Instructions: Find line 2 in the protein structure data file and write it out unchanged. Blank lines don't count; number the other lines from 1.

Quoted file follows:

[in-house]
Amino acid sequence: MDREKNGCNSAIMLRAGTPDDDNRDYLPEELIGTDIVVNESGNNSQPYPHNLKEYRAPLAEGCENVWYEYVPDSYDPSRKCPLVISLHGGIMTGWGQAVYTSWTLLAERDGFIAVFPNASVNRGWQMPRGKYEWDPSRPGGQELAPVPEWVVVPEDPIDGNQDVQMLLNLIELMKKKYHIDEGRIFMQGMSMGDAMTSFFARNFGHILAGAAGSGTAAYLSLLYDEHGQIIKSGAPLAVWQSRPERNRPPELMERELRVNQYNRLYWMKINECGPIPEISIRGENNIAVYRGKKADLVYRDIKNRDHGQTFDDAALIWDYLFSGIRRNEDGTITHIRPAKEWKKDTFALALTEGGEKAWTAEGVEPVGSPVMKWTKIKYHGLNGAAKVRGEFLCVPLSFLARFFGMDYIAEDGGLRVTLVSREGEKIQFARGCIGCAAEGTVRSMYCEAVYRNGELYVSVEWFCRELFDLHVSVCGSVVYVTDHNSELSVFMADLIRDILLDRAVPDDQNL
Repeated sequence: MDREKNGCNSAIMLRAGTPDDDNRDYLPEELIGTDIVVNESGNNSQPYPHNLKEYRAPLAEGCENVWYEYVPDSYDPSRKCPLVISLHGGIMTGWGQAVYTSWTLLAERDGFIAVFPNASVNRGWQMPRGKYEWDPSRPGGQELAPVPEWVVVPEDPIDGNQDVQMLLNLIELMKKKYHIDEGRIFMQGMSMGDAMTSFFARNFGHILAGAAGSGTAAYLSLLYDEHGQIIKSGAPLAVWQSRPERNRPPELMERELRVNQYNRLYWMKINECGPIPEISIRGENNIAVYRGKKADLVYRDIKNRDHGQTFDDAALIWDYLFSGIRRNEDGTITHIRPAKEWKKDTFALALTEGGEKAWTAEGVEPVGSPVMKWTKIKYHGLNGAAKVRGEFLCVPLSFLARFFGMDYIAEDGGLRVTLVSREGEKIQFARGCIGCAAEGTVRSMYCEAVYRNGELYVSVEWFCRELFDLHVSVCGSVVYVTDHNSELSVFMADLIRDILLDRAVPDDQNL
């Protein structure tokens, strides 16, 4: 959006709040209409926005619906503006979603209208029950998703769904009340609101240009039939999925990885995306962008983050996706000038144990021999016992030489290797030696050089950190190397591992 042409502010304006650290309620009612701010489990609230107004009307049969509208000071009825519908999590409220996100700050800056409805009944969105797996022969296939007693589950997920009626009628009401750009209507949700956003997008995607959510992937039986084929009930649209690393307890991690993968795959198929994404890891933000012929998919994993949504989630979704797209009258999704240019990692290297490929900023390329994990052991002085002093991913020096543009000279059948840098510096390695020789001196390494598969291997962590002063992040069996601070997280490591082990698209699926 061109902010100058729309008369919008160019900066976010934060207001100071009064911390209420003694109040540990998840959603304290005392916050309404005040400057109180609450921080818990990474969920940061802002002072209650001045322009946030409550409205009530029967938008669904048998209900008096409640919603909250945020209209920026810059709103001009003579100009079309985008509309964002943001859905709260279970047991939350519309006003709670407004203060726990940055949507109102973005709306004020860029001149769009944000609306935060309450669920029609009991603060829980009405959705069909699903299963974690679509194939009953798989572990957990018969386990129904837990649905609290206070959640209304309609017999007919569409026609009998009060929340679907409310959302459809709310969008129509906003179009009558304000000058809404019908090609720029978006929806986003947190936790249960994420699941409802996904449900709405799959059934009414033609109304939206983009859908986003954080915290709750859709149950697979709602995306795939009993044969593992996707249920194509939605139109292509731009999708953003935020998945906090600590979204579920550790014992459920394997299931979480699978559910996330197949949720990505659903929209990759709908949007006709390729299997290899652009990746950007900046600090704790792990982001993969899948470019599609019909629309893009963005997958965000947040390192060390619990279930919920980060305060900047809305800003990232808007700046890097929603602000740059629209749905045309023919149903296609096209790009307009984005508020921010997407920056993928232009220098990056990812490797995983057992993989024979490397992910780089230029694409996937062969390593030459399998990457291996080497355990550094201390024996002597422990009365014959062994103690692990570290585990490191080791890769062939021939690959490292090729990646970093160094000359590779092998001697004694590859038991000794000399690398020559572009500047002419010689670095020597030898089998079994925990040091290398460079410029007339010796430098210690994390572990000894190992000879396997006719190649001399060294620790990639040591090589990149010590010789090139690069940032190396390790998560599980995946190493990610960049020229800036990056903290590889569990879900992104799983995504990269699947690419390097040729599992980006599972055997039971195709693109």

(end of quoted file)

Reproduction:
Amino acid sequence: MDREKNGCNSAIMLRAGTPDDDNRDYLPEELIGTDIVVNESGNNSQPYPHNLKEYRAPLAEGCENVWYEYVPDSYDPSRKCPLVISLHGGIMTGWGQAVYTSWTLLAERDGFIAVFPNASVNRGWQMPRGKYEWDPSRPGGQELAPVPEWVVVPEDPIDGNQDVQMLLNLIELMKKKYHIDEGRIFMQGMSMGDAMTSFFARNFGHILAGAAGSGTAAYLSLLYDEHGQIIKSGAPLAVWQSRPERNRPPELMERELRVNQYNRLYWMKINECGPIPEISIRGENNIAVYRGKKADLVYRDIKNRDHGQTFDDAALIWDYLFSGIRRNEDGTITHIRPAKEWKKDTFALALTEGGEKAWTAEGVEPVGSPVMKWTKIKYHGLNGAAKVRGEFLCVPLSFLARFFGMDYIAEDGGLRVTLVSREGEKIQFARGCIGCAAEGTVRSMYCEAVYRNGELYVSVEWFCRELFDLHVSVCGSVVYVTDHNSELSVFMADLIRDILLDRAVPDDQNL